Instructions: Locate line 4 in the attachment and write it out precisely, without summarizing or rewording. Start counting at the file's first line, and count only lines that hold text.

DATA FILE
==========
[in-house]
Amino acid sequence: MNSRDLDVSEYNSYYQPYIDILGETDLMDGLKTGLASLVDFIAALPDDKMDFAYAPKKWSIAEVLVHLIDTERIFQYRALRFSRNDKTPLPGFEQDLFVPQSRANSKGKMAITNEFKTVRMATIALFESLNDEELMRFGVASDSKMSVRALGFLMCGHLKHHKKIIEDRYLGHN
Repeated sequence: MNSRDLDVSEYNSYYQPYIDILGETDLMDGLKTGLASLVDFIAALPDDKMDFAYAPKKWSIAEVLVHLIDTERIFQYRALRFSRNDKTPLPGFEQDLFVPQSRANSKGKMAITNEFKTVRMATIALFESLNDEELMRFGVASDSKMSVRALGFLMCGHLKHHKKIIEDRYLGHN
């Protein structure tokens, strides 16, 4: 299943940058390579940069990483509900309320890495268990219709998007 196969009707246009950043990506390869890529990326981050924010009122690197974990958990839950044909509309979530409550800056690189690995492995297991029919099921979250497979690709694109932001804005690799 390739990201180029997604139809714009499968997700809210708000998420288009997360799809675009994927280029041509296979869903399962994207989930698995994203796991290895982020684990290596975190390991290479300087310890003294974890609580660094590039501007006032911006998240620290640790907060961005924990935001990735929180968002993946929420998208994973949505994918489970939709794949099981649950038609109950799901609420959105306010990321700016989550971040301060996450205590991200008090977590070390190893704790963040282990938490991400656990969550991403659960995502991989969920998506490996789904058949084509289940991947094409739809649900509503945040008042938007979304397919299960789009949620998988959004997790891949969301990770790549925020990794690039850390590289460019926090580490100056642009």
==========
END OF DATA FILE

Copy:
């Protein structure tokens, strides 16, 4: 299943940058390579940069990483509900309320890495268990219709998007 196969009707246009950043990506390869890529990326981050924010009122690197974990958990839950044909509309979530409550800056690189690995492995297991029919099921979250497979690709694109932001804005690799 390739990201180029997604139809714009499968997700809210708000998420288009997360799809675009994927280029041509296979869903399962994207989930698995994203796991290895982020684990290596975190390991290479300087310890003294974890609580660094590039501007006032911006998240620290640790907060961005924990935001990735929180968002993946929420998208994973949505994918489970939709794949099981649950038609109950799901609420959105306010990321700016989550971040301060996450205590991200008090977590070390190893704790963040282990938490991400656990969550991403659960995502991989969920998506490996789904058949084509289940991947094409739809649900509503945040008042938007979304397919299960789009949620998988959004997790891949969301990770790549925020990794690039850390590289460019926090580490100056642009």